Kapoors Year 8: Scotland/India/Bhutan travel blog

It Was Almost Too Late To Take Photos When We Arrived In...

The Next Morning When We Ventured Out Of Our Guesthouse, We Discovered...

We Made Our Way Down To The Harbour And Saw Dozens Of...

We Climbed To The Highest Vantage Point Above The Picturesque Town

There's Not Much Remaining Of The Old Fort Overlooking The Bristol Channel,...

Our Hosts Directed Us To The Hope And Anchor Inn For A...

I'd Read That St. Mary's Church Was Worth Visiting, And It Was...

It Was Very Light And Airy After The Dark Stone Churches We'd...

The White Paint, Light Wooden Pews And Abundance Of Windows Made It...

The Pulpit Was Pretty Startling With The Massive Soaring Eagle

All The Pews Had Hand-Embroidered Cushions For Worshippers To Kneel On

This One Had A Lovely Winter Scene, It Reminded Me Of Canada...

I Found This To Be A Very Unusual Tomb, With A Man...

Anil And I Were Both Delighted To Come Upon A Memorial To...

He Was A Court Physician, As Well As A Prominent Mathematician, Born...

As We Were Leaving, We Came Upon A Rather Gruesome-Looking Stone Memorial

Thank Goodness There Was Something Written To Explain The Reason For This...

Towards The End Of The Day We Spotted The Same Scene By...

Anil Was Tired From All The Day's Activities, But I Wanted To...

What A Difference From The Morning! A Massive Beach Had Appeared And...

I Climbed Down Some Stairs In Order To Walk On The Beach,...

I Came Upon This Unusual Structure, And Later Learned That It Is...

Clearly Not All Rescue Missions Were Successful, This Buoy Is Now Used...

I Walked Around The Headland, And Climbed A Different Set Of Stairs...

From There I Could Watch The Last Light Of The Evening And...

I Returned To The Guesthouse And Peeped In The Window To See...

I Joined Him In The Cozy Parlour Just As Our Hostess Set...


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BACKGROUND

Here’s what the Lonely Planet – Great Britain chapter on Pembrokeshire has to say about Tenby:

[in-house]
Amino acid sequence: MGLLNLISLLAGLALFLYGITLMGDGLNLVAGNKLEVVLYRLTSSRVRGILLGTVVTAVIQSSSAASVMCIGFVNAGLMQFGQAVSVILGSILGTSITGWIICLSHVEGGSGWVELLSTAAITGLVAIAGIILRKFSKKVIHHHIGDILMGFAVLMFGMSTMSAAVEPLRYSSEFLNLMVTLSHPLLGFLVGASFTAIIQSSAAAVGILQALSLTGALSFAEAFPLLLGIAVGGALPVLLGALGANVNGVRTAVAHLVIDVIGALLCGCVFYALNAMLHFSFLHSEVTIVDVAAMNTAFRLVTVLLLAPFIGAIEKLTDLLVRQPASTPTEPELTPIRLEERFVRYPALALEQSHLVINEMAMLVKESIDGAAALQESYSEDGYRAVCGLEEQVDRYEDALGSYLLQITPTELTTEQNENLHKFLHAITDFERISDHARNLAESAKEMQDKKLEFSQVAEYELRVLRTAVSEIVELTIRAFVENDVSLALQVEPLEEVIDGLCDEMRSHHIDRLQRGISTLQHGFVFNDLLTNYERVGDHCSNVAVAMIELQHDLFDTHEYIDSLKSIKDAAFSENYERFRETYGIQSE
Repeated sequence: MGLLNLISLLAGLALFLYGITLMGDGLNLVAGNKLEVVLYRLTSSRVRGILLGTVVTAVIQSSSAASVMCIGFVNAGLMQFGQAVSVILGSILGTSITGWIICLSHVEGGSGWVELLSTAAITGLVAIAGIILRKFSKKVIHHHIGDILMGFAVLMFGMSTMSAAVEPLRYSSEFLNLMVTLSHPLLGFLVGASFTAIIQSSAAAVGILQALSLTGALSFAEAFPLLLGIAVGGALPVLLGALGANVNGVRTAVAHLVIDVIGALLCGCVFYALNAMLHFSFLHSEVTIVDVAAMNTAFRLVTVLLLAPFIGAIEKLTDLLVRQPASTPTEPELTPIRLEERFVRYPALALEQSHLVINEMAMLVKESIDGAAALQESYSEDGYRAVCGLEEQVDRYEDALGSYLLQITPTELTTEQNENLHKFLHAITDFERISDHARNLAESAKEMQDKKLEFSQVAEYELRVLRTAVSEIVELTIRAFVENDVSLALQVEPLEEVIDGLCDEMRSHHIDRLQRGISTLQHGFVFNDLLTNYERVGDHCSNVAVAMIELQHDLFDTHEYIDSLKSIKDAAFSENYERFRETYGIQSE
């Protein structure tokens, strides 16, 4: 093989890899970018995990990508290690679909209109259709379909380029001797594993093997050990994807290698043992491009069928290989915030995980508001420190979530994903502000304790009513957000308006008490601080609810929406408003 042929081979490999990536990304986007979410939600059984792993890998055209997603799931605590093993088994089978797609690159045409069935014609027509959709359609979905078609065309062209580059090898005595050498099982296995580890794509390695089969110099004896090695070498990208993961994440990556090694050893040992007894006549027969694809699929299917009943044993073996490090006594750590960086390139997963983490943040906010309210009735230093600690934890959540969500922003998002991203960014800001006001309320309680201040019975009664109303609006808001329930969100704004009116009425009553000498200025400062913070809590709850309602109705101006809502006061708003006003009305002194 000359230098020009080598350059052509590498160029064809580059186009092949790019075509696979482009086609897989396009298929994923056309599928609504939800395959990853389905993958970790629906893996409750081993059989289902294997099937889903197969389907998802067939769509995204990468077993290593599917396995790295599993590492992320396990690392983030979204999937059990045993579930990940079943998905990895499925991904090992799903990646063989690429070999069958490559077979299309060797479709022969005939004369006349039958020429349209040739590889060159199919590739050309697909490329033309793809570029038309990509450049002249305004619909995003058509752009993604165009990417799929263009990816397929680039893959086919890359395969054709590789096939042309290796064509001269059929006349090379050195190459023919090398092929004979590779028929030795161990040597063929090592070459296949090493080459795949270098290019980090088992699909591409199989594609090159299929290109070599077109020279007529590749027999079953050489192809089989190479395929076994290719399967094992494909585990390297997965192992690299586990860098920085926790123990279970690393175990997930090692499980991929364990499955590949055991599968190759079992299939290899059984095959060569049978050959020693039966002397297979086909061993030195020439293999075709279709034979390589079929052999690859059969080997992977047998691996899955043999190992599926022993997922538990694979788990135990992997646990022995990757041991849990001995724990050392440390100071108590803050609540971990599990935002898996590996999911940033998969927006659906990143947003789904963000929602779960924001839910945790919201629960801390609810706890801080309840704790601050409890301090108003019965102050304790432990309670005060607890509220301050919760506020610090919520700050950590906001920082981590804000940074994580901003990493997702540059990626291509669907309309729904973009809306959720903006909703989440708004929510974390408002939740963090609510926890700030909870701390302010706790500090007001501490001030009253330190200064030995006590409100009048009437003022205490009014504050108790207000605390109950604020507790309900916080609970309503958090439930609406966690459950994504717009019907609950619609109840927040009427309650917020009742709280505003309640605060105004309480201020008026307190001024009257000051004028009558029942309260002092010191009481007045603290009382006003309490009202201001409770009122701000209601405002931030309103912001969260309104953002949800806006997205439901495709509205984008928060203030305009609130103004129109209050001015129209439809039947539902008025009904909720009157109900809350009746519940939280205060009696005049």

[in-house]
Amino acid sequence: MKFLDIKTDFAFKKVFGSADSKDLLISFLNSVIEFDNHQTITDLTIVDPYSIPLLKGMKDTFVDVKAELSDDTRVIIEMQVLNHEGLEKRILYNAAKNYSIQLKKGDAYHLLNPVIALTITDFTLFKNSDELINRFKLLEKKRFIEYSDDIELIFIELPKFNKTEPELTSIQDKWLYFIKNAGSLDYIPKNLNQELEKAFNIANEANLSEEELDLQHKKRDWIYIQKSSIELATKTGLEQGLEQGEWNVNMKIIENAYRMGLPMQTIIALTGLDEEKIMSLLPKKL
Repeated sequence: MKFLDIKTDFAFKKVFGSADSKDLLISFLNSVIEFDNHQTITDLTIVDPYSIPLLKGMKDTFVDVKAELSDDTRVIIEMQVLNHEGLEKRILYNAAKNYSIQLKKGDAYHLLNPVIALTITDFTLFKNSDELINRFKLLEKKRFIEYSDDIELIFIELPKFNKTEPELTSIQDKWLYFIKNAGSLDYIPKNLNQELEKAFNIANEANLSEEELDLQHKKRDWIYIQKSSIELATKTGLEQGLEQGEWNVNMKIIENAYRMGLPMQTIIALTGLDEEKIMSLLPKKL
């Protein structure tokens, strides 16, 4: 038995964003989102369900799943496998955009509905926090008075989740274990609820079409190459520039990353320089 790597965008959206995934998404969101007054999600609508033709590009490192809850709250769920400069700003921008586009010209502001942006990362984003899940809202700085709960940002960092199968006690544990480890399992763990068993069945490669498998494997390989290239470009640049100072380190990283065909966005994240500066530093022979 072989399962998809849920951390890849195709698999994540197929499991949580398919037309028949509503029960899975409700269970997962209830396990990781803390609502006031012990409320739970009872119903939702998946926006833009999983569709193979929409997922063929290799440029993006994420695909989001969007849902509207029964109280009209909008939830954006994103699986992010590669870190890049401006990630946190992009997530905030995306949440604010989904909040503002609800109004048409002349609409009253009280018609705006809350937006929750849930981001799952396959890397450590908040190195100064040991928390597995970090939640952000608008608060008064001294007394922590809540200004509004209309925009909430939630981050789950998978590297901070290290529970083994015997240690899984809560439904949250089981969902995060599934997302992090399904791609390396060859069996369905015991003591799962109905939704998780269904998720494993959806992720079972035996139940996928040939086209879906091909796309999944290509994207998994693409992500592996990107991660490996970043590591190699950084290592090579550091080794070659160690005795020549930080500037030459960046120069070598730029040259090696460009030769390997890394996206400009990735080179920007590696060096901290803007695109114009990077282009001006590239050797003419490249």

Pembrokeshire

“The rugged Pembrokeshire coast is what you would imagine the world would look like if God was a geology teacher. There are knobbly hills of volcanic rock, long thin inlets scoured by glacial meltwater, and stratified limestone pushed up vertically and eroded into natural arches, blowholes and sea stacks. Stretches of towering red and grey cliff give way to perfect sandy beaches, only to resume around the headland painted black.

It’s a landscape of Norman castles, Iron Age hill forts, holy wells and Celtic saints – including the nation’s patron, St David. Predating even the ancient Celts are the remnants of an older people, who left behind them dolmens and stone circles – the same people who may have transported their sacred bluestones all the way from the Preseli Hills to form the giant edifice at Stonehenge.”

Tenby

“Perched on a headland with sandy beaches either side; Tenby is postcard-maker’s dream. Houses are painted from the pastel palette of a classic fishing village, interspersed with the white elegance of Georgian mansions. The main part of town is still constrained by its Norman-built walls, funnelling holidaymakers through medieval streets lined with pubs, ice-creameries and gift shops.

Without the tackiness of the promenade-and-pier beach towns, in the off-season it tastefully returns to being a sleepy little place. In the summer months it has a boisterous, boozy, holiday-resort feel.

Tenby flourished in the 15th century as a centre for the textile trade, exporting cloth in exchange for salt and wine. Clothmaking declined in the 18th century, but the town soon reinvented itself as a fashionable watering place, assisted by the coming of the railway in the 19th century.”

KAPOORS ON THE ROAD

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